I often stray when I write. I step sideways, and backward, and sideways the other side, and even forward. I explore character and plot when I write, all while trying to keep to an objective of story, character, and scene. If I let my editor question everything I write, I wonder if much of what I write would never find the surface of the page?

I worry too much. Yet I worry, and worry is good. I hope.

If you have techniques for making yourself aware of issues in your prose, please tell me. Suggestions like my editor’s — if you have to read it twice, there is a problem. That will now stick to me until I die, but there have to be more of these techniques. These little mental reminders. Filters I can turn on and off as needed.

Oh, and I am extremely happy with my story as it stands. I think it has chances. If not this contest then in a literary journal. I think the story is ready. I just hope the jury is up for being slammed upside the head.

Thank you my editor and editors everywhere.

Social Media Sucks

I’m not referring to its general uselessness but its aid to aspiring authors.

It comes down to two questions: what do we need as writers and where do we fill that need?

When it comes to writing, aspirants like myself need much help, and there are many ways to categorize this help. I’ll start top-down.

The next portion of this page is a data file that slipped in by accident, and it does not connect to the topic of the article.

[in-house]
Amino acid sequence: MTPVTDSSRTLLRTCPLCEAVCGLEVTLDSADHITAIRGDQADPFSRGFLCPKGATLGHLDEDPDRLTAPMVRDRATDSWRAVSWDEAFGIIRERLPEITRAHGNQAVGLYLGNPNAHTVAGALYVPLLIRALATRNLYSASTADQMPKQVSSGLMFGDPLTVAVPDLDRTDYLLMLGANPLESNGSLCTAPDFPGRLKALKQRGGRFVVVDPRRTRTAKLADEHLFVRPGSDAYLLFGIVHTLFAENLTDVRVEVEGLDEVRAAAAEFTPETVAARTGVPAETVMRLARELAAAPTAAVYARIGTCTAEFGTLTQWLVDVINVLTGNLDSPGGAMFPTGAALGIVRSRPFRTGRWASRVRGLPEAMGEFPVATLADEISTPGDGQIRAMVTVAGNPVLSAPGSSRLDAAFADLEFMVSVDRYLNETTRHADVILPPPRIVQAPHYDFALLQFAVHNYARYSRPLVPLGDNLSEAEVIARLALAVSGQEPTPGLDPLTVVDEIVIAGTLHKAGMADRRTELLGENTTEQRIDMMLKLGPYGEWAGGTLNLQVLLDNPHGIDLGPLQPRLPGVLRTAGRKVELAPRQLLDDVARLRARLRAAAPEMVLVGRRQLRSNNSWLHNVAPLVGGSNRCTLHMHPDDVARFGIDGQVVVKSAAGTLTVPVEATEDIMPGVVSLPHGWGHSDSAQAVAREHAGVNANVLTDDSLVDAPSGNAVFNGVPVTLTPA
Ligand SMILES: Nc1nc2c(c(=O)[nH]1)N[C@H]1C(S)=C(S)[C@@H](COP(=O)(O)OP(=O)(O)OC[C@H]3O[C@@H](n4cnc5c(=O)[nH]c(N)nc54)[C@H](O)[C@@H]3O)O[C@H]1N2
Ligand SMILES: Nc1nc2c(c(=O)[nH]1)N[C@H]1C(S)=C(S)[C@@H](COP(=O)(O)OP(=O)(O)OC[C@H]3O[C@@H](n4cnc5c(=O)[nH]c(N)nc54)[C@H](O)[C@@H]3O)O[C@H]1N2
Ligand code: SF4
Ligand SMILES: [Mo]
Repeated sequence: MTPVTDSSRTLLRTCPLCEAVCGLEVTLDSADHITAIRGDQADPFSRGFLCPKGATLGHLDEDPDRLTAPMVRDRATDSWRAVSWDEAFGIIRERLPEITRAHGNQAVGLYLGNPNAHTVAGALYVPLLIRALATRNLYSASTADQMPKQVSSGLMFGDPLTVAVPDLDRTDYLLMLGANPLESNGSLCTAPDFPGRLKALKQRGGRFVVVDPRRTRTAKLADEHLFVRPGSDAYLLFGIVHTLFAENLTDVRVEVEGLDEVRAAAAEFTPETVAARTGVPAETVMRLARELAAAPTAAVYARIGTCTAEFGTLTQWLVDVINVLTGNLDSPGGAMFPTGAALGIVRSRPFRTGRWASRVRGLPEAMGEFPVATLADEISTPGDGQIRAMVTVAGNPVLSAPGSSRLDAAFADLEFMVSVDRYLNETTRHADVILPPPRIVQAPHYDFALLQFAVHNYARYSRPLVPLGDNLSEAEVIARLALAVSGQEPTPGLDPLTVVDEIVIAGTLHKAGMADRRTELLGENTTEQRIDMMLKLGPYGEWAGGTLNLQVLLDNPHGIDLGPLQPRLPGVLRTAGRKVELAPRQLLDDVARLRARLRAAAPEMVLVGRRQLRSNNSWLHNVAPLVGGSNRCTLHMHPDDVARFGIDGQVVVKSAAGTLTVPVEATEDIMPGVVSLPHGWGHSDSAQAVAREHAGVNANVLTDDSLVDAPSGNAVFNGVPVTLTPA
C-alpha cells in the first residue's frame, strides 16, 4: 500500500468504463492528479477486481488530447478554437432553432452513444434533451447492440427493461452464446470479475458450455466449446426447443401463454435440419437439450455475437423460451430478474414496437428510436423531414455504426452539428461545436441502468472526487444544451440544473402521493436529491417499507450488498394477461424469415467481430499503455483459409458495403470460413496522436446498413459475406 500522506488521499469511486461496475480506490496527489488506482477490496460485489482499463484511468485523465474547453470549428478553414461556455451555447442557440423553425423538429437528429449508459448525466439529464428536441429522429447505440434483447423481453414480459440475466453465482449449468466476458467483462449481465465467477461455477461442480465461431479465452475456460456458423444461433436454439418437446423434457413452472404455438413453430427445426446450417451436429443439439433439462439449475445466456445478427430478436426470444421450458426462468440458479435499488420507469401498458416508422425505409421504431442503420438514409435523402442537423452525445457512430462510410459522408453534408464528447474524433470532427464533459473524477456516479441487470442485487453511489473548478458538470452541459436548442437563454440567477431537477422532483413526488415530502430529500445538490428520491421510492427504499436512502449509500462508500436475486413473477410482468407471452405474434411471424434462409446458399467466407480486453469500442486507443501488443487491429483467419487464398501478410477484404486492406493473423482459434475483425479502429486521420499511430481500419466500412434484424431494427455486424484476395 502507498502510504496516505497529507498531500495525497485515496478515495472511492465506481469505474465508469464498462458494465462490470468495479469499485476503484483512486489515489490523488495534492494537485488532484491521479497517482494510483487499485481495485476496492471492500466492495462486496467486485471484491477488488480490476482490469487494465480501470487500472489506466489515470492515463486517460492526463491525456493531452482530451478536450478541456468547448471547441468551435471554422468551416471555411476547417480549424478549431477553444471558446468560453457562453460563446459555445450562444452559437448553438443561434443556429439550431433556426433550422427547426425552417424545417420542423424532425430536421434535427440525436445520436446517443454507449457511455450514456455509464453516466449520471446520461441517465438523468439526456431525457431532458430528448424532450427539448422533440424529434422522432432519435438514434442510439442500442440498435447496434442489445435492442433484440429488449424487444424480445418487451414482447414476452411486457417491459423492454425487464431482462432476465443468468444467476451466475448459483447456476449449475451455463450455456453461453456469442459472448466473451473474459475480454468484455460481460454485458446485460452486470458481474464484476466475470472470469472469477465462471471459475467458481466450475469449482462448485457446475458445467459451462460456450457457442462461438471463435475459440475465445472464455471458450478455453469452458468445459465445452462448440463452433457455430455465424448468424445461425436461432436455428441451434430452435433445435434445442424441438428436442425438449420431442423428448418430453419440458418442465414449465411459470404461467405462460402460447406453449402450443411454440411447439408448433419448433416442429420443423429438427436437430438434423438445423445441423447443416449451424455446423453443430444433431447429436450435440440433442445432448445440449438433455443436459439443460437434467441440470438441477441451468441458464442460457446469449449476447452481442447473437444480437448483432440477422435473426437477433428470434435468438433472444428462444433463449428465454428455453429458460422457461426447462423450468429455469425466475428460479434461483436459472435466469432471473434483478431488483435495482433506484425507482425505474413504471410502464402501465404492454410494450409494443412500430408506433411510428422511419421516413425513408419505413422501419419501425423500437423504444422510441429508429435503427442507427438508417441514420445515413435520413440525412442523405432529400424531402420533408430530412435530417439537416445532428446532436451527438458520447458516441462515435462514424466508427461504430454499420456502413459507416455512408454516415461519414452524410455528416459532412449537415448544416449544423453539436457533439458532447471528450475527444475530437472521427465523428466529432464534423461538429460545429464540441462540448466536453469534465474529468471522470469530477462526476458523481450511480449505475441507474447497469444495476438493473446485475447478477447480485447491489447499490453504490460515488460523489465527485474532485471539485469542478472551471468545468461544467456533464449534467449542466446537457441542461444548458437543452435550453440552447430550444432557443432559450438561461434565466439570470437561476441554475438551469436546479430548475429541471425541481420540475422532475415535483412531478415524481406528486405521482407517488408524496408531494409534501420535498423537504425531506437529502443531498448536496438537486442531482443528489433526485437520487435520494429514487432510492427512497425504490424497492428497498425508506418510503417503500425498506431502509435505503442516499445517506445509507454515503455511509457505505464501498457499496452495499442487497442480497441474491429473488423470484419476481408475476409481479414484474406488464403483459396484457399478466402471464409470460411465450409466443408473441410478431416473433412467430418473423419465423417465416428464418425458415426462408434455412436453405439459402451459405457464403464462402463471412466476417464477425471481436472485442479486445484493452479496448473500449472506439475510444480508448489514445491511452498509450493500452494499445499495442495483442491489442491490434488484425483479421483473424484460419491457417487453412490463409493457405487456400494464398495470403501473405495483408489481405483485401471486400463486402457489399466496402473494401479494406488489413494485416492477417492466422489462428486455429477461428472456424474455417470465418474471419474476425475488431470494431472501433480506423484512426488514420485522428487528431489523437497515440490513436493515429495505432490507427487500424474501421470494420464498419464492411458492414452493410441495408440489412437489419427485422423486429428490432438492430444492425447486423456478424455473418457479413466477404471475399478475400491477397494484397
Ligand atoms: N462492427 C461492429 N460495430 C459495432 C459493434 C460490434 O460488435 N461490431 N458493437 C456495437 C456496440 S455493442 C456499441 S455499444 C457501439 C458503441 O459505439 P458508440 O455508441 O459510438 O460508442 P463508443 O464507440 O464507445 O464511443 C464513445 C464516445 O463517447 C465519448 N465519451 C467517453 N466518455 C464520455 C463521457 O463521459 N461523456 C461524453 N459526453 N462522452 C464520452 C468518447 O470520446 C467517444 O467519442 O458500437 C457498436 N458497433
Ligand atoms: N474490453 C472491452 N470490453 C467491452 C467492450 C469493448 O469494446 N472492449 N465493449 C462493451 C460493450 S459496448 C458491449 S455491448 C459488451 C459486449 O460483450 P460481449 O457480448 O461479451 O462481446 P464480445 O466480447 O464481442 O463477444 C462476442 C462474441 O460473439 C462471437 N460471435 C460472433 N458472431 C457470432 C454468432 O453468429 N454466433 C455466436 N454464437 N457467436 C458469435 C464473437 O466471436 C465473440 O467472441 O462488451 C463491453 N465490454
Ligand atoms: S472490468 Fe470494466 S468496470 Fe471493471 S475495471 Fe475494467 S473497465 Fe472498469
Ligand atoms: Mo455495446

First, we need to understand what story is. We all know inherently what constitutes story. When we read, hear, or view one, we are moved. We react. Story is part of our genetic makeup. We have been telling story as long as we have been communicating with each other with words. Four million years? Six thousand years? Apply your own understanding of human history, but story has always been there. We all know story, yet hardly anybody can define story without help. Very few people can tell story effectively. Even fewer can write good story. Modern story is told with ancient techniques, but we have refined our understanding of story so that it is now considered a complex field of study worthy of advanced educational degrees o– MA, MFA, PhD., and this refinement is hidden within the philosophies and tomes of our history. Everything we now understand about story has its roots in Aristotle’s Poetics. Story is opsis, melos, lexis, dianoia, ethos, and methos, otherwise known as spectacle, melody, diction, thought, character, and plot. These elements are arranged in order of importance with the most important — plot — at the end. Story falls apart without plot, but story can fly with weak spectacle. Great stories address all of these elements.